- Parkinson's disease
- Any kind of pressure after an injury
- Skull fractures
- In case of stroke and tumors
A surgery may not be required for all the above mentioned conditions, but in case of many, a brain surgery is very important as the conditions may worsen health problems.
Types of brain surgeries:
- Craniotomy: During this open brain surgery, an incision is made in the scalp, and a hole is created in the skull, near the area, which is being treated. After this process is complete, the hole or bone flap is secured in its place using plates or wires.
- Biopsy: This form of brain surgery helps in the removal of a small amount of brain tissues or tumors. After removal, the tissues or tumors are examined under a microscope. The creation of a small incision and a hole in the skull is indicated as a part of this process.
- Minimally invasive endonasal endoscopic surgery: This form of brain surgery enables the removal or lesions and tumors via the nose and sinuses. Private parts of the brain can be accessed without creating an incision. An endoscope is utilized in the process which is used to examine tumors all across the brain.
- Minimally Invasive neuroendoscopy: This process is similar to the minimally invasive endonasal endoscopic surgery. This method also involves the use of an endoscope for removal of brain tumors. Small, dime sized holes may be made in the skull to access some brain parts.
Brain surgeries may be associated with several risks. They may be:
- Allergic reactions to anesthesia
- Blood clot formations
- Swelling of the brain
- A state of coma
- Impairment in speech, coordination and vision.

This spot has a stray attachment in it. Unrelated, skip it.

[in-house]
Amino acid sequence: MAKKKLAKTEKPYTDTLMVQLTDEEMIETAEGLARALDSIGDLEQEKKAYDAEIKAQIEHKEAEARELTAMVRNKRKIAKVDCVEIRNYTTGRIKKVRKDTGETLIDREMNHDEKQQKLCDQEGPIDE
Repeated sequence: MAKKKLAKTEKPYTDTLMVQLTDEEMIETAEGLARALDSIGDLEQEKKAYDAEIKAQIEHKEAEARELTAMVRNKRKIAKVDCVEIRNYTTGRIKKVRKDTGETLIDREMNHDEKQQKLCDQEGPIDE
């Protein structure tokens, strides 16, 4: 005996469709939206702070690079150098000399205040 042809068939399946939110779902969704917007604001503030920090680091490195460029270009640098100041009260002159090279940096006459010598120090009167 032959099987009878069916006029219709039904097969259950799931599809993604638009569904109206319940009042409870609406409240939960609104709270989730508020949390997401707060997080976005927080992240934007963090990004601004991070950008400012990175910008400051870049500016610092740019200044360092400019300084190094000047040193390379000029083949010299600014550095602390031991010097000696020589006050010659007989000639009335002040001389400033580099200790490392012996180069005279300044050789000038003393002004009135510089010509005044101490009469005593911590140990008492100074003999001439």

- Problems in memory
- Strokes and seizures
- Infections in the brain
A brain surgery is a serious and very complex surgery. There are different kinds of brain surgeries, which are conducted depending on the condition and severity of the disease. If you wish to discuss about any specific problem, you can consult a Neurosurgeon.
Regardless of whether the cause is a tumor, trauma, stroke or any other illness, any injury which inflicts damage on your brain cells is considered to be a brain damage.
There are two types of brain damage, both of which interfere with the standard functioning of the brain.
- Acquired brain injury (ABI): Either resulting from a tumor or a neurological illness, for instance a stroke, this type of brain injury originates from the cellular level and is commonly linked with brain pressure.
- Traumatic brain injury (TBI): It results from any damage imparted to the skull usually from an external and physical force like a blow to the head or a head accident, which in turn damages the brain.
How severe the brain damage is depends largely on the type of brain injury. Mild brain injuries are temporary, causing headaches, memory lapses, nausea and confusion. On the other hand, severe brain injuries cause cognitive, physical and behavioral impairments which are often life-changing and permanent.
Acquired brain injuries may be caused by:
- Being exposed to toxic substances
- Choking, strangulation or drowning
- Heart attacks
- Neurological illnesses
- Illegal drug abuse
Traumatic brain injuries are usually caused by:
- Car accidents
- Sports injuries
- Physical violence
- Head blows
- Falls and other mishaps
Whether acquired or traumatic, symptoms of brain damage can be classified under four major groups:
1. Cognitive symptoms generally include
- Having a hard time processing information or expressing thoughts
- Difficulty in understanding others or abstract concepts
- Memory loss
- Short attention spans
2. Physical symptoms generally include
- Excessive physical fatigue
- Extreme mental fatigue
- Persistent and frequent migraines or headaches
- Sleep disorders
- Light sensitivity
- Loss of consciousness
- Slurred speech
3. Perceptual symptoms generally include
- Spatial disorientation
- Smell and taste disorders
- Heightened pain sensitivity
- Changes in hearing, seeing, or touch sensations
- Unable to perceive time
- Balance problems
4. Emotional or behavioral symptoms generally include